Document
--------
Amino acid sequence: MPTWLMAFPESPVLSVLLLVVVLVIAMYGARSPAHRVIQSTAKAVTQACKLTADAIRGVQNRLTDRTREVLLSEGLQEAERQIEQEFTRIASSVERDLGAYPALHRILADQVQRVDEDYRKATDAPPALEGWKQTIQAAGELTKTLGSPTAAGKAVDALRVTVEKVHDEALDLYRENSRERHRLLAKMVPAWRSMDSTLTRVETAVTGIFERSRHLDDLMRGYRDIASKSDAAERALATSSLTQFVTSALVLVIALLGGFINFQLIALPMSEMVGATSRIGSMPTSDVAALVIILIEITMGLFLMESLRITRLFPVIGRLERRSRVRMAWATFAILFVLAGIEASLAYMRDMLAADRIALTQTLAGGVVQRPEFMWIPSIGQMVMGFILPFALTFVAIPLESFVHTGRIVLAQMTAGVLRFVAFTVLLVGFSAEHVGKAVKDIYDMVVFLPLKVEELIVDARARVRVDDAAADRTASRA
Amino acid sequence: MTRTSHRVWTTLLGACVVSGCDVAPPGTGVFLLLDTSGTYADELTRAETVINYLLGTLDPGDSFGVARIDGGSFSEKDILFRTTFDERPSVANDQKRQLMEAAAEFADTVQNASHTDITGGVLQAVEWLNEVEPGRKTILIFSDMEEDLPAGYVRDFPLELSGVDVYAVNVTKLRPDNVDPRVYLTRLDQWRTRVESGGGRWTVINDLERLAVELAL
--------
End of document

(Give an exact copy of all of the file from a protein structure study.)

Amino acid sequence: MPTWLMAFPESPVLSVLLLVVVLVIAMYGARSPAHRVIQSTAKAVTQACKLTADAIRGVQNRLTDRTREVLLSEGLQEAERQIEQEFTRIASSVERDLGAYPALHRILADQVQRVDEDYRKATDAPPALEGWKQTIQAAGELTKTLGSPTAAGKAVDALRVTVEKVHDEALDLYRENSRERHRLLAKMVPAWRSMDSTLTRVETAVTGIFERSRHLDDLMRGYRDIASKSDAAERALATSSLTQFVTSALVLVIALLGGFINFQLIALPMSEMVGATSRIGSMPTSDVAALVIILIEITMGLFLMESLRITRLFPVIGRLERRSRVRMAWATFAILFVLAGIEASLAYMRDMLAADRIALTQTLAGGVVQRPEFMWIPSIGQMVMGFILPFALTFVAIPLESFVHTGRIVLAQMTAGVLRFVAFTVLLVGFSAEHVGKAVKDIYDMVVFLPLKVEELIVDARARVRVDDAAADRTASRA
Amino acid sequence: MTRTSHRVWTTLLGACVVSGCDVAPPGTGVFLLLDTSGTYADELTRAETVINYLLGTLDPGDSFGVARIDGGSFSEKDILFRTTFDERPSVANDQKRQLMEAAAEFADTVQNASHTDITGGVLQAVEWLNEVEPGRKTILIFSDMEEDLPAGYVRDFPLELSGVDVYAVNVTKLRPDNVDPRVYLTRLDQWRTRVESGGGRWTVINDLERLAVELAL